"We shouldn't have everyone trying to scramble to get their children into one or two good schools. We need to get more capacity into the system, we need to raise standards so that everyone can have a good school," he says.

HAVE YOUR SAY
The selection criteria should be changed to make siblings of existing pupils a higher priority
Rebecca Courtenay, Yeovil, UK

The council says that the changes will "level the playing field" for admissions - in particular helping families who do not live in the immediate vicinity of any school.

But for the families trying to make decisions about where they live and planning for their children's future this is a worrying process.

Kate Schreckenberg has recently moved to Brighton - and bought a house near to two schools which were her preferred options for her daughter.

She is within the "right" catchment area - but still fears that if these schools are oversubscribed, the decision about her daughter's school will be down to a lottery, and that if unsuccessful, it could mean her daughter having to travel further afield to find a place.

Fairness?

A supporter of state education, Ms Schereckenberg says that she recognises the conflict between individual self-interest and the wider idea of fairness - but the current dispute has left her unconvinced by the council's arguments.

And she questions the way that local political "machinations" are interwoven with the arguments about schools.

"There has been much debate about 'choice', but I'm not sure what kind of choice we're really getting. And there's been a lot of talk about 'social justice', but I can't see that here either," she says.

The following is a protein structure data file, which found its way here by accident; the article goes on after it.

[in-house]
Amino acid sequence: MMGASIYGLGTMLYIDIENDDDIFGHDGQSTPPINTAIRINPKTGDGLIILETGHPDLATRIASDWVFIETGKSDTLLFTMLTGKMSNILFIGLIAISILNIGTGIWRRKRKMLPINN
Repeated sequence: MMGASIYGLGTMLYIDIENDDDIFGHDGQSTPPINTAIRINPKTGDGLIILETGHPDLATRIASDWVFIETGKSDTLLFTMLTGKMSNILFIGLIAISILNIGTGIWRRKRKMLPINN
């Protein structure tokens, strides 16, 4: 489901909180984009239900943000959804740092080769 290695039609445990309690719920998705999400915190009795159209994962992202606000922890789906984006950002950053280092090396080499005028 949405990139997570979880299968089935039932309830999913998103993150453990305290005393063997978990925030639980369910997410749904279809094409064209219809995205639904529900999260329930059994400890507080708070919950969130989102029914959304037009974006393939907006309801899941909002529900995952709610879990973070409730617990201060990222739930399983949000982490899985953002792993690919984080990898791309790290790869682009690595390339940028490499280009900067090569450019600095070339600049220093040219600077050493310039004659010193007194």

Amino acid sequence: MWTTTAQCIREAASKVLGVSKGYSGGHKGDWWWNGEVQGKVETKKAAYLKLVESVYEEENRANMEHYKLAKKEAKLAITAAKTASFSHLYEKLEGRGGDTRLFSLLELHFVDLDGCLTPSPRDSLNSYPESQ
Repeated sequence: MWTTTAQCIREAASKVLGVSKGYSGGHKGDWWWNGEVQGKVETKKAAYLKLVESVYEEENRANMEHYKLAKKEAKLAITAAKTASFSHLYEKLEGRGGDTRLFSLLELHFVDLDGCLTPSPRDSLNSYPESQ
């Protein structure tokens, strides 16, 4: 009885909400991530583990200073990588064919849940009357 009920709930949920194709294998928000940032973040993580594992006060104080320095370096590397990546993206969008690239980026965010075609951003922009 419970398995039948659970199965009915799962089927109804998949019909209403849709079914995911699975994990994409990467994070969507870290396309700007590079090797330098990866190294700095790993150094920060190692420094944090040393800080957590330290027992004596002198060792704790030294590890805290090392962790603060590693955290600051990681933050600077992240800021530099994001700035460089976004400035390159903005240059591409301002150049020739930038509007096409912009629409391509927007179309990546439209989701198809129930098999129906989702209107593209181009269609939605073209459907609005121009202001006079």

And she also questions a system which creates such pressure on the places in the schools seen as the most desirable.

But there are other parents who support the proposed changes - who believe that the catchment areas will give more people a chance to get into their preferred local school.

Chris Bourne is in favour of the changes, because he says allocating places according to who lives closest gives an unfair advantage to people who can afford to buy a house very near to a popular school.

His daughter will be among the first intake under the proposed regulations.

"People who live nearest get first bite of the cherry - then everyone else gets what's left over.

"This can mean that the children who don't live close enough are shipped all over the place," he says, "breaking up the friendships made at primary school."

Using a catchment area and a lottery will give at least some chance of getting into local schools which otherwise would not have been available to children, he says.

Everyone is agreed that they want a fair system, it's just that everyone has a different idea of what means fair.




SEE ALSO
School selection comes under fire
26 Feb 07 |  Education
School admissions rules finalised
10 Jan 07 |  Education
My struggle for a school place
01 Mar 06 |  Education